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The start of sustainability in Amazonia? A new paradigm based on fertility for sustainable land management

Barbosa T., Tourrand J.F., De Souza Nahum B., Bastos da Veiga J., Quanz D., Sist P., Scopel E.. 2008. In : Dedieu Benoît (ed.). Empowerment of the rural actors. A renewal of farming systems perspectives : 8th European IFSA Symposium, 6-10 July 2008, Clermond-Ferrand. Paris : INRA, p. 591-600. European IFSA Symposium. 8, 2008-07-06/2008-07-10, Clermont-Ferrand (France).

In the Amazon, slash and burn is the most common technique used by American-Indians, small farmers and even big ranches to transform forests into rural landscapes. The basis of food subsistence for diverse populations (rice, corn and bean), slash and burn is also a must for the plantation of cocoa, coffee, palms and pastures. The Amazonian rural landscape is currently dominated by pastures, occupying around 80 % of the deforested surface. Even if the nature of the plantation varies according to location, height, soil type and local traditions, slash and burn remains relatively the same in all regions. Agro-ecological intensification and the integration of livestock and agriculture is 2-3 decades old. Different alternatives have been tested, particularly the introduction of leguminous (covering the land or forming trees) to improve the soil and to build a bank of proteins for cattle. New techniques for the recuperation of pasture lands have become widely popular among ranches. The introduction of one or two annual plantations between two pasture areas allows reestablishing fertility through the injection of nitrates and, as a result, increases the pasture's productivity. However, being relatively high-cost because of its demand in terms of mechanization and inputs, this technique is almost unaffordable for small Amazonian farmers. This low level of mechanization, along with the increasing need of changing the production paradigm due to the closing of the pioneer space, has led to the elaboration of new farming techniques, as permanent foodproducing plot, focused on land fertility more than on the exploration of natural resources. The first results are interesting from a technical, economic and social viewpoint. Revenues are as high as 4-5 t/ha for rice and corn, significantly surpassing the traditional 1.2-1.5 t/ha. Socially, these techniques have had a positive impact on comfort and work safety, food security, community empowerment and the involvement of youngsters in this new concept of farming. Besides this, the adoption of these new concepts paves the way for the reorganisation of the rural space at the property and community scales, especially through the implantation of agro-forest and pasture systems adapted to local conditions and through the reconstruction of forest areas in fragile zones (closeness to rivers, river sides, steep hills, etc.) Why did it take so long and why did we have to destroy so many natural resources before reaching this new paradigm?.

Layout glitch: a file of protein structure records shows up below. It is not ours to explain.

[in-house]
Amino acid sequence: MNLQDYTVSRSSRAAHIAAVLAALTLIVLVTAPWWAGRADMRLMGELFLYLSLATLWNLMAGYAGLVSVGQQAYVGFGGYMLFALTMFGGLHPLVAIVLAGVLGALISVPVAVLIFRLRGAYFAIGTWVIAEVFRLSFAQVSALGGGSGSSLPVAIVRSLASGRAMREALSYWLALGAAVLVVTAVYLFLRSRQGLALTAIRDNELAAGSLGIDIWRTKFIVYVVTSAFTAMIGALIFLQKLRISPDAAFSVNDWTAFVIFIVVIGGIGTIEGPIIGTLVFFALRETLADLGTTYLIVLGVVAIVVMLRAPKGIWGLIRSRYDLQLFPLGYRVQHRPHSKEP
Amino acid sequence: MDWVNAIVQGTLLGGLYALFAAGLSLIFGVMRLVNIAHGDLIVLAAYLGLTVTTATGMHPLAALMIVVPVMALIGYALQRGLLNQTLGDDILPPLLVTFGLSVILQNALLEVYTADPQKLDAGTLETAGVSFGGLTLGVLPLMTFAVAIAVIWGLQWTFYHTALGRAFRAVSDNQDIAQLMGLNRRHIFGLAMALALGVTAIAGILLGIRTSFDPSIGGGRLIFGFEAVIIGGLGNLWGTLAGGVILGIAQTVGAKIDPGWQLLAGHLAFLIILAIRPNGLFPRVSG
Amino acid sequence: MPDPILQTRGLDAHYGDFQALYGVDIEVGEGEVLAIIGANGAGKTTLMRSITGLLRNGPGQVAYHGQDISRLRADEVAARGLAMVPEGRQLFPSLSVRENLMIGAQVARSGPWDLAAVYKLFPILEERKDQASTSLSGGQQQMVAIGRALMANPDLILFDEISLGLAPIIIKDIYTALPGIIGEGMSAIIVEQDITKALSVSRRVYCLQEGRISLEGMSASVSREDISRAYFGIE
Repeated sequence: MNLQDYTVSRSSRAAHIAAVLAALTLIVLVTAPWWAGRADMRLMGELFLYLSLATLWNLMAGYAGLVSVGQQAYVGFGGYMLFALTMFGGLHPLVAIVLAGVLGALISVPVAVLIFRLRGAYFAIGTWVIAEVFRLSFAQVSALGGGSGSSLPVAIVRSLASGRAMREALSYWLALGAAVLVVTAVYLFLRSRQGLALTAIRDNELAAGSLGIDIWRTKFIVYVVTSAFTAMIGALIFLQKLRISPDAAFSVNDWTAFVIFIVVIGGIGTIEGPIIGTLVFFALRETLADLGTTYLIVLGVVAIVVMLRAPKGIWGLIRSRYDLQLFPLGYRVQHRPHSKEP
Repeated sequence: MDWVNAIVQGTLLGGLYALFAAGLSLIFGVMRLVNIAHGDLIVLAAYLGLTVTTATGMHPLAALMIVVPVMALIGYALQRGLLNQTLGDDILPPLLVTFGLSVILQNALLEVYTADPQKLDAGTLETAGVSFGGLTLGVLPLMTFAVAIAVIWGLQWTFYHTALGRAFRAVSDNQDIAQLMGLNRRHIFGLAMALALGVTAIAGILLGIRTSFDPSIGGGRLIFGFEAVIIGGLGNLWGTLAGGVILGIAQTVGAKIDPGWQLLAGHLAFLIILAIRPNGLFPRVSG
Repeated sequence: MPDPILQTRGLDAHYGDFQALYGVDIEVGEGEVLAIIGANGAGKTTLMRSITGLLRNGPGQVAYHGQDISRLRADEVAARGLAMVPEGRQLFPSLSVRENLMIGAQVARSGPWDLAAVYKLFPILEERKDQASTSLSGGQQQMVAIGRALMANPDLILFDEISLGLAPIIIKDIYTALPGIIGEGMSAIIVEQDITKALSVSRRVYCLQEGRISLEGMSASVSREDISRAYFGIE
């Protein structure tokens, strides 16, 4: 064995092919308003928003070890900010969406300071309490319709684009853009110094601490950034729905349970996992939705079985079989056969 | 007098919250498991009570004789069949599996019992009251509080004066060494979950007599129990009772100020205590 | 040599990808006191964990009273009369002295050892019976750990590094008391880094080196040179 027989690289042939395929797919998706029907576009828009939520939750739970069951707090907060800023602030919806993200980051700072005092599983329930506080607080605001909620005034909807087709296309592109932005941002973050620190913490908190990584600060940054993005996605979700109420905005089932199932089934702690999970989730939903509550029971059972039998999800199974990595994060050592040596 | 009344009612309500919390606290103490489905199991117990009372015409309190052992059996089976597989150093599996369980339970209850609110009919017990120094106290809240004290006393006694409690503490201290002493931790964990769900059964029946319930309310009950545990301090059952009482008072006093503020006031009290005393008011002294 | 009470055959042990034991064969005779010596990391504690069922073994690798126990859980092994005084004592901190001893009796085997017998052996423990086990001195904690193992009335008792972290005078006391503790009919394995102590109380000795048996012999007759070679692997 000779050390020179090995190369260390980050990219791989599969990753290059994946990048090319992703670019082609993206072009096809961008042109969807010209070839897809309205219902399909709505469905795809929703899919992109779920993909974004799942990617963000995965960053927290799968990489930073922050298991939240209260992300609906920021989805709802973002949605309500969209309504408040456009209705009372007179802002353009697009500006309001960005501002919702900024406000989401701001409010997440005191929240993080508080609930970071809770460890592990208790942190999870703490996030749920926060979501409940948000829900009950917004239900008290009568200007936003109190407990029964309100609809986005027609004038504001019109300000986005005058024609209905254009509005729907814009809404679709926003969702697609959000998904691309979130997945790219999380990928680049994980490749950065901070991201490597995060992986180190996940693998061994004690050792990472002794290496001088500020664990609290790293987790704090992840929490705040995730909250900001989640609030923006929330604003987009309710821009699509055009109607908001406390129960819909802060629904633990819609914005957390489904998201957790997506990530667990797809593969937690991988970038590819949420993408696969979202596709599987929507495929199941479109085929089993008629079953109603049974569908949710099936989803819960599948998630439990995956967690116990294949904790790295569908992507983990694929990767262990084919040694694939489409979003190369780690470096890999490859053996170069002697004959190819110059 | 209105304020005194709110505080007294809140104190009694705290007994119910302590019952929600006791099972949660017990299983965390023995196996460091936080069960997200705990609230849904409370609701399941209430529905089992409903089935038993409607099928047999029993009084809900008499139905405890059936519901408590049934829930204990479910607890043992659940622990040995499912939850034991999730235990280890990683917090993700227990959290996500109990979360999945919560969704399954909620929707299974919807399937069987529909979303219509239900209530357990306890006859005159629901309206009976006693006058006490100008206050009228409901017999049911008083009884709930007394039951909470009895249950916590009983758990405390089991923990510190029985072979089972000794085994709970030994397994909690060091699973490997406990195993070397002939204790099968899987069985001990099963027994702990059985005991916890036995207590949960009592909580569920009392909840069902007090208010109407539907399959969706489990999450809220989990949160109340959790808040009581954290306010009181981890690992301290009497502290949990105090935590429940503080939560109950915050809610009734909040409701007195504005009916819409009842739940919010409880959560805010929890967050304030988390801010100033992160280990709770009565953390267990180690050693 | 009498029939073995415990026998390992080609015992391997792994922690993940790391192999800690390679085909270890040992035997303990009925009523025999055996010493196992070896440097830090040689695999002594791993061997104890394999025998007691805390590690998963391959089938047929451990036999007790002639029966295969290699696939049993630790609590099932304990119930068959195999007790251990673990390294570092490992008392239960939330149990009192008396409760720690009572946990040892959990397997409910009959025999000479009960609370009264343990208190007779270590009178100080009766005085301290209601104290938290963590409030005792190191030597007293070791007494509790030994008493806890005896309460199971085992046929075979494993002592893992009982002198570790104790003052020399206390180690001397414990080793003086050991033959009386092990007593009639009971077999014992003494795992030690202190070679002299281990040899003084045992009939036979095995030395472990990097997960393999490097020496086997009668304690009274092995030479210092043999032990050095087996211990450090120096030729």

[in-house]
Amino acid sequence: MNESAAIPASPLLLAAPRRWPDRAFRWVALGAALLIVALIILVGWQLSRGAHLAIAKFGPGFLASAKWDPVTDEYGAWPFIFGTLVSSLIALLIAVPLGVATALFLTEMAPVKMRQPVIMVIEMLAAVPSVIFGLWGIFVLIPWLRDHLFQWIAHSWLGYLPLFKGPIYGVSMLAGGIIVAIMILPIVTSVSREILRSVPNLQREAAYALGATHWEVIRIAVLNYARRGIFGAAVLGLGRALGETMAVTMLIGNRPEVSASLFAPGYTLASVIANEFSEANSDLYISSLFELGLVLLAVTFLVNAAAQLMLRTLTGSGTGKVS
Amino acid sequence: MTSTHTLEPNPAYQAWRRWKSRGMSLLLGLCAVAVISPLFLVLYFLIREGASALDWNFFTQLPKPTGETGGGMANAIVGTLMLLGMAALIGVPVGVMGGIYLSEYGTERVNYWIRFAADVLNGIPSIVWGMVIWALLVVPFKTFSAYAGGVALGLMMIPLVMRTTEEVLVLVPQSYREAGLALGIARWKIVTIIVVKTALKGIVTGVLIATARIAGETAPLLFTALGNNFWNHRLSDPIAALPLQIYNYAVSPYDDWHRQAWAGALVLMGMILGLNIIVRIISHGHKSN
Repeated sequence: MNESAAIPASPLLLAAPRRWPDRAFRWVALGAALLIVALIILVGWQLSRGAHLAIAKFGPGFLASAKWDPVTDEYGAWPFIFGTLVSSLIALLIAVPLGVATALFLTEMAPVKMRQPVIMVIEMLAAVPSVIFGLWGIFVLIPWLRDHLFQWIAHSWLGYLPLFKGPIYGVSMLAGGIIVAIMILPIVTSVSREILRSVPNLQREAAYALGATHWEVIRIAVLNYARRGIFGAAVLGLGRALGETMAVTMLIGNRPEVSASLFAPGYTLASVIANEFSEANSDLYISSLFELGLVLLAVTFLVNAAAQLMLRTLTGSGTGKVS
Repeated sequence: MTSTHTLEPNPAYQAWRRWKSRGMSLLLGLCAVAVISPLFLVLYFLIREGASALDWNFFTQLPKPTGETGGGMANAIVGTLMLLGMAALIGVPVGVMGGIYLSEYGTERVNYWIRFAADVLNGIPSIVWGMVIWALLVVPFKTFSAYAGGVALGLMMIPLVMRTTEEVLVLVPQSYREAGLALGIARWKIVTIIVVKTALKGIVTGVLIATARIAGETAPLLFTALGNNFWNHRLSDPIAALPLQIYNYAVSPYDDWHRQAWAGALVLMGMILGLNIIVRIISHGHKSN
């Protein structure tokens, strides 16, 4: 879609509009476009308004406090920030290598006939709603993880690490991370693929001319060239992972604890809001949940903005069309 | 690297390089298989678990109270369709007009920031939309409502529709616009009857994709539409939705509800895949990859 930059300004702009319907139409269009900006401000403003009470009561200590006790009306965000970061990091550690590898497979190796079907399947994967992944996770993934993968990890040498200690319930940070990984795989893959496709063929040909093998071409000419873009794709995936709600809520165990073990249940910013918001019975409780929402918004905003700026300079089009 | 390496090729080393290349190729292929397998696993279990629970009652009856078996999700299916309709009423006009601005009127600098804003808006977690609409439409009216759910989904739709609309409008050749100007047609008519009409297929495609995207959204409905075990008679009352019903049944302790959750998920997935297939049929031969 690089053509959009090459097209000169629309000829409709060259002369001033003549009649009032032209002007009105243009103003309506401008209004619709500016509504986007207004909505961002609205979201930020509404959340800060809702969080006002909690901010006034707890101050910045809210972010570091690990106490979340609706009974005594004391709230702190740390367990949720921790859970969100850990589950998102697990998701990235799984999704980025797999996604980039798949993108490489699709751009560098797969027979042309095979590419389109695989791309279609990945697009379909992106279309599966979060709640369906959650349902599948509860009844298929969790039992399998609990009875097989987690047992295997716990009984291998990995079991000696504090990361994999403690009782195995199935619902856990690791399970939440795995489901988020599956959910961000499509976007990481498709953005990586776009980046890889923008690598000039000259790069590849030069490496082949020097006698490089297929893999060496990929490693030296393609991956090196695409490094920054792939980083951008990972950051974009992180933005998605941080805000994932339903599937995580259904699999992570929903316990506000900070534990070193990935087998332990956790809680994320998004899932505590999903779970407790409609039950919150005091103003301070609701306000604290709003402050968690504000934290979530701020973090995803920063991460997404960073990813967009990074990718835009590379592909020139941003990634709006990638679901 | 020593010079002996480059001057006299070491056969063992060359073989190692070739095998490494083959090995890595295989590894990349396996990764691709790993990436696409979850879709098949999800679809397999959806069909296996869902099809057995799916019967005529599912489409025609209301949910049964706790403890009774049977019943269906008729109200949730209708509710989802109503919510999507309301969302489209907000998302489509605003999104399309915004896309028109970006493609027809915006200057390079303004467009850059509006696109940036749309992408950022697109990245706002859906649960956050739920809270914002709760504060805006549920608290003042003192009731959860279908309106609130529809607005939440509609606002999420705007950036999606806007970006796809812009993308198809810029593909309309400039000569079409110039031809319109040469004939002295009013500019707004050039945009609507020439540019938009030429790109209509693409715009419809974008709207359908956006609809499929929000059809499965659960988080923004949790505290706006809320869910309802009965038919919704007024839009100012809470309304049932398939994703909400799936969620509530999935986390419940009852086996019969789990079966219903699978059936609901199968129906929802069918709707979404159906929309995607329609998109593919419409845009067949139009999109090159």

Mots-clés : amazonie

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